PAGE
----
Saturday, April 2, 2016

Reads to Reels: Great Expectations

"Hallo! Here's a church. Let's go in. Hallo! Here's some gloves. Let's put `em on! Hallo! Here's Ms. Skiffins. Let's have a wedding!" 

I've never done a reels this close on the heels to a read before, but there's no waiting with a movie that stars Ioan Gruffud and Ian McDiarmid! As soon as I discovered my library had this, I wanted to watch it, and waited only until I had finished the final pages of the book to begin.  This version is a 1999 television miniseries, but I thought it was marvelous.  Having just finished the book yesterday, of course, I caught a lot of the alterations made to the book.  A lot of frankly tedious scenes are dispatched with single lines here while characters are moving to action to action, and the attempted escape exit of Pip's Mysterious Patron is simplified nicely.  The Masterpiece host informed me at the end of the movie that there were two endings to Dickens' novel; the original had Estella married off to someone else, and a second ending left the matter of Pip and her relationship more ambiguous. The movie plays to the idea of the second ending, though in a far more spiriting way: the final shot is of Pip and Estella playing cards in a now-restored Satis house, not as lovers but together still. 

 Casting was on the whole superbly done, with the exception being Miss Haversham.  Yes, that's her on the cover, looking considerably less deathly than she's described in the book. She looks more appropriately corpselike in the actual film, but was too lively for the part.  Ian McDiarmid's casting as the lawyer Jaggers makes him absolutely sinister in retrospect, since the modern viewer is half expecting him to give a menacing smile and send Pip off on some murderous mission involving a sabre.  I know Gruffud from the Horatio Hornblower movies, and here he looks and sounds very much like good ol' Horry. He starts the film off affecting a brogue, but once he begins his education as a gentleman he reverts to RP. (Hearing Gruffud speak with anything less is jarring, especially when he did an American accent in Fantastic Four.)   As a curiosity, I'm tolerably sure the fellow who plays Wemmick (Jaggers' clerk and a friend to Pip) played the traitor Wolfe in the A&E movies, shot around the same time. He was a sterling addition here.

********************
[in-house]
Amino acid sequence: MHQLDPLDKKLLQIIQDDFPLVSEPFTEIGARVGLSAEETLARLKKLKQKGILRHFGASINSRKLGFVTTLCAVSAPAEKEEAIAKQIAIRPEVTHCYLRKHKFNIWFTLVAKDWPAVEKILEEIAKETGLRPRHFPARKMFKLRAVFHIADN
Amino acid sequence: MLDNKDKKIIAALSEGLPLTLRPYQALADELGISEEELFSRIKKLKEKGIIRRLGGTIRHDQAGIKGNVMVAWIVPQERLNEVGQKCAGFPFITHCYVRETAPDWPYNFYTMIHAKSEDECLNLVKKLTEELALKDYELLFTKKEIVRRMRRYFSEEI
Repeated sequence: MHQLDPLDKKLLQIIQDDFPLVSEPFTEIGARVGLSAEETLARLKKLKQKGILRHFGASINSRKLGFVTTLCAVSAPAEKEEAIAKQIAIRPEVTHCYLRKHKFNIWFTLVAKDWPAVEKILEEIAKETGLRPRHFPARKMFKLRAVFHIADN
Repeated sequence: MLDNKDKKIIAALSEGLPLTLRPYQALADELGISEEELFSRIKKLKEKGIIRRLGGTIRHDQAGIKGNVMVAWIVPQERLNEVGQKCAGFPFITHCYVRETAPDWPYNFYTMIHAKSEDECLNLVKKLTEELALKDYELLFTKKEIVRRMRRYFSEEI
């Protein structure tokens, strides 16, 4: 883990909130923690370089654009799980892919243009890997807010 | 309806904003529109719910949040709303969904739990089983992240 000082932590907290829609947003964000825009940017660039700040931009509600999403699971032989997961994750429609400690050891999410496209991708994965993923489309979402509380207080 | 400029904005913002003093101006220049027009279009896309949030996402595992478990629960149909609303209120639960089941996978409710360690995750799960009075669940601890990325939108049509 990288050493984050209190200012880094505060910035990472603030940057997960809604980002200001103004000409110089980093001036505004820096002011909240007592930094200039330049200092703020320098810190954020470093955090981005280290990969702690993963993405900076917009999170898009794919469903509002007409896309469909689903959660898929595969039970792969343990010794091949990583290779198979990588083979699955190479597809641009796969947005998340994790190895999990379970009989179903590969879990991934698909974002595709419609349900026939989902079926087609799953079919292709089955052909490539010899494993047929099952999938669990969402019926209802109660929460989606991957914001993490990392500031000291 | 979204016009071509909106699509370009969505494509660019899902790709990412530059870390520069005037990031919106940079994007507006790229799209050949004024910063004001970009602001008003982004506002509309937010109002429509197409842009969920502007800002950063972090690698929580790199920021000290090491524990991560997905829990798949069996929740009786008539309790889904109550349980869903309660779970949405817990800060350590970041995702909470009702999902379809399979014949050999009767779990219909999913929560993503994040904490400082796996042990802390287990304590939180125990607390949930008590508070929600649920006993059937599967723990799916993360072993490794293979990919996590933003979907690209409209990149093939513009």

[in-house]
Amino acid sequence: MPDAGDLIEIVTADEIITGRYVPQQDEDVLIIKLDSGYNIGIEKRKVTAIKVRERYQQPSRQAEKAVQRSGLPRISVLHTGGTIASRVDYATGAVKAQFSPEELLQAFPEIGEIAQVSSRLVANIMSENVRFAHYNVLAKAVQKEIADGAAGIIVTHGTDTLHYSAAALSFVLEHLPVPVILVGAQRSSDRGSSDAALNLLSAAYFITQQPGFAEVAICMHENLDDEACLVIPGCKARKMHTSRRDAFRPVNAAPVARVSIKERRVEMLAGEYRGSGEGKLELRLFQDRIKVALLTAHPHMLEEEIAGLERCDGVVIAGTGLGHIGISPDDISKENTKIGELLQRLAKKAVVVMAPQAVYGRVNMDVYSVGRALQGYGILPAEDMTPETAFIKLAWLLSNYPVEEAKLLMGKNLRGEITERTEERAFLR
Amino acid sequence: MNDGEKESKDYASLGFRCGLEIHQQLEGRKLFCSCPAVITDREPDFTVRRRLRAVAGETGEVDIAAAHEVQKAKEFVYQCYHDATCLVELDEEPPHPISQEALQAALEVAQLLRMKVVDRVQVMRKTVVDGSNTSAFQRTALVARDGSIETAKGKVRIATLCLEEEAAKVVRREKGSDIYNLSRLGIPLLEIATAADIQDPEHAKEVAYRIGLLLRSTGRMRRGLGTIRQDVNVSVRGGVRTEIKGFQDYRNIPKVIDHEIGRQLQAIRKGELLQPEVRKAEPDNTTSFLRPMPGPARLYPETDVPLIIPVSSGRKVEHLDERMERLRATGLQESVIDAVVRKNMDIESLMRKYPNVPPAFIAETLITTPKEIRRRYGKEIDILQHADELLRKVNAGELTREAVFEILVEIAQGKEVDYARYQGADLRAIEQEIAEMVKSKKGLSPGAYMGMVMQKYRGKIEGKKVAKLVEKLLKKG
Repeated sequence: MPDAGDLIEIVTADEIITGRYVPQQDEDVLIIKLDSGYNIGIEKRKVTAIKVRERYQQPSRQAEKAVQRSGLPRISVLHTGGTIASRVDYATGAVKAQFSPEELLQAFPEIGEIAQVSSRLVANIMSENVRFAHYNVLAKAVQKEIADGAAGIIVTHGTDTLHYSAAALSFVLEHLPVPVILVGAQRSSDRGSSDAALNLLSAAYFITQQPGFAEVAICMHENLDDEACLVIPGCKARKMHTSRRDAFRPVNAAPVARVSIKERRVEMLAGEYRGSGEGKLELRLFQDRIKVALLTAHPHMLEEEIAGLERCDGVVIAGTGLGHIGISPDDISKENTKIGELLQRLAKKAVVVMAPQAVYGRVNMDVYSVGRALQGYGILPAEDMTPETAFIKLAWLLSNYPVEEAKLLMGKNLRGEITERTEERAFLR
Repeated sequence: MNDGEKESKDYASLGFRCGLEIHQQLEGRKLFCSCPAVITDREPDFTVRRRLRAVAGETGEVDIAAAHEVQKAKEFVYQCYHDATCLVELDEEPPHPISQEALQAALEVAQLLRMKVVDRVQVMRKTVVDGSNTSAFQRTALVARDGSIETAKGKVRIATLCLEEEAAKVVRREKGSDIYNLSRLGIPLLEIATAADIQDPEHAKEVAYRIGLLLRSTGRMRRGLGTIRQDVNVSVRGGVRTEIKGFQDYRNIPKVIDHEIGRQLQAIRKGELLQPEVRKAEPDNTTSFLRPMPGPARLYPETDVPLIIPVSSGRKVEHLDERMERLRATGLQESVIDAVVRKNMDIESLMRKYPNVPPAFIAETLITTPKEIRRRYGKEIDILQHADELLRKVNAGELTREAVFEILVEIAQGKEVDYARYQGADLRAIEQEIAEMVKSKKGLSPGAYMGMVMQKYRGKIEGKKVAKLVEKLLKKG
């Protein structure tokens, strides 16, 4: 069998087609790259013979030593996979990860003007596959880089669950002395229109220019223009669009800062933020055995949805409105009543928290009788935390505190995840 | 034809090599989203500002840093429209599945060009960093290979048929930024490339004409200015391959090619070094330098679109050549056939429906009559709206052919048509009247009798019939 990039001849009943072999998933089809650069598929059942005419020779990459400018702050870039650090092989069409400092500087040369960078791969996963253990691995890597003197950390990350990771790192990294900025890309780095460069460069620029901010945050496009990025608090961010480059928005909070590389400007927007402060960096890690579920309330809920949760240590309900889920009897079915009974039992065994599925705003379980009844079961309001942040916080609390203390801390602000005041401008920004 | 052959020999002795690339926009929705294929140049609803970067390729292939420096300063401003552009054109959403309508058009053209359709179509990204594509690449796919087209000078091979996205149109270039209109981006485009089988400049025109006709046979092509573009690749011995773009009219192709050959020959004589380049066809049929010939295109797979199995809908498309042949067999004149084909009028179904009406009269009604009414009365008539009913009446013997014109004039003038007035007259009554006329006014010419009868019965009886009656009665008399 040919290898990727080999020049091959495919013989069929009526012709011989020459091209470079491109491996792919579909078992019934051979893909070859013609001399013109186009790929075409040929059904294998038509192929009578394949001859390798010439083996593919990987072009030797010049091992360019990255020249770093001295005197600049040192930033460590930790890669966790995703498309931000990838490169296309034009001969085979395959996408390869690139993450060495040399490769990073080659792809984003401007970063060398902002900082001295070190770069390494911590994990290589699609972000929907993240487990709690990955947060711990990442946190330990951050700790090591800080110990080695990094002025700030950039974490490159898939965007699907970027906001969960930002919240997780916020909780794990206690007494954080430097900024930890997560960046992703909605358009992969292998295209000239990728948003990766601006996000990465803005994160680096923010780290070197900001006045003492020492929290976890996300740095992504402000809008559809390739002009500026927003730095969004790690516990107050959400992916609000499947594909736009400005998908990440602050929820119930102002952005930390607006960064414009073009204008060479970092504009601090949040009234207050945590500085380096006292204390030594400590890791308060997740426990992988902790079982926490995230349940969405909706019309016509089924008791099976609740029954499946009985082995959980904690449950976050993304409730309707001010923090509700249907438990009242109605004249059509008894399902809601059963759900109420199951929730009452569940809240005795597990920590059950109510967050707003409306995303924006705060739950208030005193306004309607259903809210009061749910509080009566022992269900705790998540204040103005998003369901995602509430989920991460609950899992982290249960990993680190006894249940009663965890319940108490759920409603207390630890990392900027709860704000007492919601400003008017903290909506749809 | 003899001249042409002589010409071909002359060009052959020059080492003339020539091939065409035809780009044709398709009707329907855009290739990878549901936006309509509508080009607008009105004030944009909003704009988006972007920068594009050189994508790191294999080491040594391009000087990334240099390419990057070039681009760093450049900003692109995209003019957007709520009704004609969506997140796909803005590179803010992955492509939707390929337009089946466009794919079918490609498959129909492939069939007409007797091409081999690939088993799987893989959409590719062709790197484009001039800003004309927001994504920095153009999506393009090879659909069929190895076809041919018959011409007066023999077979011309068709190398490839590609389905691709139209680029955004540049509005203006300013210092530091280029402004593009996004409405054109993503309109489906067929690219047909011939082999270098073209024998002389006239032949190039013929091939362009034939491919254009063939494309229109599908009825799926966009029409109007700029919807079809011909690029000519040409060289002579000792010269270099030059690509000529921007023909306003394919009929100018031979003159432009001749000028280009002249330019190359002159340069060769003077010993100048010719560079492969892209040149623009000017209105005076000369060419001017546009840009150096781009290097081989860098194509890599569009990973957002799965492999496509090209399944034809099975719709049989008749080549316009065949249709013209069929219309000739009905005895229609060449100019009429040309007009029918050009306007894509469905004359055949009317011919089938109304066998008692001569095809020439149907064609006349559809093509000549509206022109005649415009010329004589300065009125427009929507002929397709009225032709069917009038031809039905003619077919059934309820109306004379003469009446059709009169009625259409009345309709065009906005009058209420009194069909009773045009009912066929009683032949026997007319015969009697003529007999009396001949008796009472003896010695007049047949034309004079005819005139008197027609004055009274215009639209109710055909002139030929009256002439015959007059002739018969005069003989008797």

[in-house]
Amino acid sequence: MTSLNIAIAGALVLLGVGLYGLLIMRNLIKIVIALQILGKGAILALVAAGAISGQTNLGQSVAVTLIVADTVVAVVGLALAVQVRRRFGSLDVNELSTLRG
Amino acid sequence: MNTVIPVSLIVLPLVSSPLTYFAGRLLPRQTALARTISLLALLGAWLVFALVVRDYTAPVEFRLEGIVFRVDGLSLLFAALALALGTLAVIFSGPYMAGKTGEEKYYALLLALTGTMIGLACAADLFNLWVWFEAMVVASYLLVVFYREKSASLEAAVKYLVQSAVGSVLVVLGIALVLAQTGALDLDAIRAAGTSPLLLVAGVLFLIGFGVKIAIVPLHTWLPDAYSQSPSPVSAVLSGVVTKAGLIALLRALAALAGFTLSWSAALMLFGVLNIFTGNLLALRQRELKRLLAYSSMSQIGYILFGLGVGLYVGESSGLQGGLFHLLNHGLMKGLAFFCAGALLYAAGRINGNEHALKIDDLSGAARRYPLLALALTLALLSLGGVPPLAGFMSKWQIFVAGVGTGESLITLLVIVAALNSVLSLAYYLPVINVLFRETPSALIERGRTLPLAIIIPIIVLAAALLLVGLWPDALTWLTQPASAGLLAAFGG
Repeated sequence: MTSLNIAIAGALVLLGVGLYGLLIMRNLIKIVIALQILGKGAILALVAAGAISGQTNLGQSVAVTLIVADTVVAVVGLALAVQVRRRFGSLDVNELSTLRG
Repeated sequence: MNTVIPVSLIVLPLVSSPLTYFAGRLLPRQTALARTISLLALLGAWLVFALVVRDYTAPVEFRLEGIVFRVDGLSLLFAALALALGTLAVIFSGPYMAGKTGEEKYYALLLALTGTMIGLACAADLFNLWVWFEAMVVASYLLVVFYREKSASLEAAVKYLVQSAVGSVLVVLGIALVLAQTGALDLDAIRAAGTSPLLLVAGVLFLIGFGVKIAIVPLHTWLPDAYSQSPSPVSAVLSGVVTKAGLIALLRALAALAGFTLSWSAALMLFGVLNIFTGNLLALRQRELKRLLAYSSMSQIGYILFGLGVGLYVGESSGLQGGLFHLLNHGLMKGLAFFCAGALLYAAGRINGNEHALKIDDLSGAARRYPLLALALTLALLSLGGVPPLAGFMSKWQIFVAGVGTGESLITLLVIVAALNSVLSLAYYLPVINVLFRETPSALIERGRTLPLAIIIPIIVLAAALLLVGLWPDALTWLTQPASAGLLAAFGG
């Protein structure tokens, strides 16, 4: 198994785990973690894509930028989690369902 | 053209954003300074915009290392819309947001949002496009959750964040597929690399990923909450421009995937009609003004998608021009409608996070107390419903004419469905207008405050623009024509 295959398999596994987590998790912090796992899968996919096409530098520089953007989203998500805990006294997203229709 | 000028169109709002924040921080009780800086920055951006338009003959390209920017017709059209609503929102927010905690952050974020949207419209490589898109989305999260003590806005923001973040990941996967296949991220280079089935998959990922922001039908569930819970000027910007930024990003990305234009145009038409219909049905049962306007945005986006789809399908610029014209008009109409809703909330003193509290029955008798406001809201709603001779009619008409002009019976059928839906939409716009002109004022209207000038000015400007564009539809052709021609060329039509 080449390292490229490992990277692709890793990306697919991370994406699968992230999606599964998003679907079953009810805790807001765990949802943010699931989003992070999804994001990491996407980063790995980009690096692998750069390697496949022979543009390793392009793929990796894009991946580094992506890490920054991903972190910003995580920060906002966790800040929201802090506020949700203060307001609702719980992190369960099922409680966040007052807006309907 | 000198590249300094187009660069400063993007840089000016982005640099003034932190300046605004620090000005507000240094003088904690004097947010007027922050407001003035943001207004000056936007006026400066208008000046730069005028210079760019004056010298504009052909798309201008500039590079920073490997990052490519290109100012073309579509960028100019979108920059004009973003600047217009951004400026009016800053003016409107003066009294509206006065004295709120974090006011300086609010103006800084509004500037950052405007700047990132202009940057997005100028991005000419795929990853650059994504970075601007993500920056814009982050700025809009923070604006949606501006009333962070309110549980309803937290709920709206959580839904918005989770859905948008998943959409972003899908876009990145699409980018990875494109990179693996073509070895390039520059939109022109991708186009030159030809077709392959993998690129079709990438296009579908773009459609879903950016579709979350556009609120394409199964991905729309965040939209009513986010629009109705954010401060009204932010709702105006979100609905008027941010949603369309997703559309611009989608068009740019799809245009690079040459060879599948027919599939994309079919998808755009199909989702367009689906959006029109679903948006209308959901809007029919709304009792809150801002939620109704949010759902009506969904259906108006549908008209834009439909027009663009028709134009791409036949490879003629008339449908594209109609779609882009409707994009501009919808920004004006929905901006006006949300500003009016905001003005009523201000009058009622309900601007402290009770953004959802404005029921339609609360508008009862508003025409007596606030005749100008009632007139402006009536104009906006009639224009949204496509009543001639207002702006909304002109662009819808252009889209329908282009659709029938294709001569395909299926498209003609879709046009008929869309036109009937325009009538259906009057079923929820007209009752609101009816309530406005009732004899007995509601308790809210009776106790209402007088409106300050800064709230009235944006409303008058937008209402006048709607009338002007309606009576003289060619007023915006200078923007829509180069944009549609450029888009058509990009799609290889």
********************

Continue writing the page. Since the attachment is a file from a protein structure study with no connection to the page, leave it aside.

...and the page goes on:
Good pacing, excellent actors, nice music -- the only fly in the soup here is that midway through, Masterpeice SPOILS THE MOVIE'S ENDING! It's a television miniseries, consisting of two episodes, and midway through they stick in the preview trailer for the second half. The trailer actually gives away the patron's identity long before he appears in the movie properly.  I am astonished that PBS created a trailer that completely wrecks the twist,  and doubly so that they stuck it into the middle of the film. If you watch it with someone who's never seen the film, you'll need to fast forward through that bit.  Otherwise, it's a winner.


  1. Confession: I've never seen a film version of any book that was improvement upon the book. I guess I'm too much of a reader and not-so-much of a viewer.

  2. It tends to be apples and oranges in my experience, though I have seen some truly dismal cinematic adaptions of popular works.


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